Yet Merton promises that the heart that is humbled and emptied by dread will have the song of Alleluia.

Peterson honestly shares about her own existential dread in the form of anxiety and depression. “Were those anxious thoughts my prayers? Was this the kind of dread that should be my friend?” She concludes: “Maybe. Maybe dread was the only thing that made me desperate enough to ask God for help.”

This isn’t a fun place to be, yet one that every person, entrapped by their humanity, knows.

I like that Peterson identifies Dorothy Day as a “practical mystic,” because mystics tend to be extremely unpractical. They live lives that the vast majority of us would never consider emulating. Few people are going about in scratchy robes or living on the hillside blessing animals. Clearly the attraction to the vow of celibacy is waning in our world. Our enlightened notion of simple living generally means taking unwanted clothes to the thrift shop.

Peterson does a lovely job of making the connections between the “lunacy of God’s love for us” and the actions of the saints. When Francis literally strips off his clothes, he is opening up “a nudity of the heart . . . bared and raw, open to the elements, open to the sacred wounding that Christ endured.”

One practical thing the saints do is literally identify with and take on the suffering of others — the real and present suffering of hunger, physical pain and societal judgment — by living in poverty, hurting their physical bodies via hair shirts or wandering the streets in anguish over visions of demons, as Margery Kempe did.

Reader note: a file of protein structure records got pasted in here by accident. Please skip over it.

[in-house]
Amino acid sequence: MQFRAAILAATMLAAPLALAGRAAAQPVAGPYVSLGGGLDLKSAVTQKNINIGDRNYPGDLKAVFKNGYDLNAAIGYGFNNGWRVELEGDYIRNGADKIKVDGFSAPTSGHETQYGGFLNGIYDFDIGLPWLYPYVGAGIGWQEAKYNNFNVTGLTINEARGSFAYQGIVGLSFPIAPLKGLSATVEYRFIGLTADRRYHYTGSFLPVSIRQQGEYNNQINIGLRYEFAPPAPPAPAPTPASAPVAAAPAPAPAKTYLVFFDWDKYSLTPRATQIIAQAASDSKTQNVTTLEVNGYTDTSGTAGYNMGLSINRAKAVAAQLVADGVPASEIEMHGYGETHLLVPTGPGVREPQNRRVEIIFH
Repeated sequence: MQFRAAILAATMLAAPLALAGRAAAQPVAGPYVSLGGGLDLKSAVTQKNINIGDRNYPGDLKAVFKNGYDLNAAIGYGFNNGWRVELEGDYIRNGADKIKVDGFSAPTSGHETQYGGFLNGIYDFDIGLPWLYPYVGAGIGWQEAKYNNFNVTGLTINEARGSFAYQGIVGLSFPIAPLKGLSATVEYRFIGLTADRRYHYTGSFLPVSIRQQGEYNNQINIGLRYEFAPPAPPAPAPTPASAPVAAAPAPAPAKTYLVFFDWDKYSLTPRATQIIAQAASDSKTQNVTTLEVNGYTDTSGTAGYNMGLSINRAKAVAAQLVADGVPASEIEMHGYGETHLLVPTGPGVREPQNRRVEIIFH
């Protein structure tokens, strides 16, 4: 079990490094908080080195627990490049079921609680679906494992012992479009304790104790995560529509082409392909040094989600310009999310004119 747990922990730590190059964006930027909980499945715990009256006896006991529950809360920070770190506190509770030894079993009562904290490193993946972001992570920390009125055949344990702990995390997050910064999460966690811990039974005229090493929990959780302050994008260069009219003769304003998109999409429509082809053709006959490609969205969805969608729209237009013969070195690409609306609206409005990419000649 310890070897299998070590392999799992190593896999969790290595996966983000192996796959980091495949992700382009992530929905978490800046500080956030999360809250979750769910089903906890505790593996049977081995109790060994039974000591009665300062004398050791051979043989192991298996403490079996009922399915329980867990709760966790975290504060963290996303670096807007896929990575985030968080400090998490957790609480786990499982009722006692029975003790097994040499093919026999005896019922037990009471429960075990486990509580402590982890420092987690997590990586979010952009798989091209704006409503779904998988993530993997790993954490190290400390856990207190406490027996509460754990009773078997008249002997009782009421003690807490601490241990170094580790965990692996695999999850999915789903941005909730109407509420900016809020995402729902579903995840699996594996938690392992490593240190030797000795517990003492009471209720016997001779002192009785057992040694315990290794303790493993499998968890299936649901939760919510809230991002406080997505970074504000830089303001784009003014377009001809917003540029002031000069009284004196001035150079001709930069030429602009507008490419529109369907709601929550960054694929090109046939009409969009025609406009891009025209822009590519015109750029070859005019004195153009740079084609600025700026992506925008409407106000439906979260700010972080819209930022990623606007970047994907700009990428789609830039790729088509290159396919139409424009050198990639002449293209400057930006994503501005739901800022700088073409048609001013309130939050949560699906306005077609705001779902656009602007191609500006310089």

We aren’t all called to this behavior. But, as Peterson writes in her letter to Clare of Assisi, “Our strength comes when we are barren, naked, suffering and sad . . . when we are willing to look upon and lean into the suffering of others. For when we do that, we are truly seeing Christ on the cross.”

Perhaps most profoundly, Peterson writes, “We cannot love without wounds.”

Mystics and Misfits contains a tale of the eccentricities of life on a communal farm, with all its awkward and amusing realities. But the book is much more than a memoir. It is an inspiring testimony of a quest to fully know the divine — to be Christlike.

In her anxiety, dread, and through her wounds, Peterson faithfully loves her children, husband, community and the earth. She sits through painful community decision-making meetings. Each week she shows up for, even helps to lead, worship services that vacillate between transcendent and quirky to the point of pathetic. She walks with her family through the death of her father and the dissolution of Plow Creek.

Like the mystics and misfits, she lives her life in the lunacy of God’s love. The book doesn’t always read warm and cuddly, but it certainly touches the divine.

Sarah Kehrberg lives in Swannanoa, N.C., and attends Asheville Mennonite Church.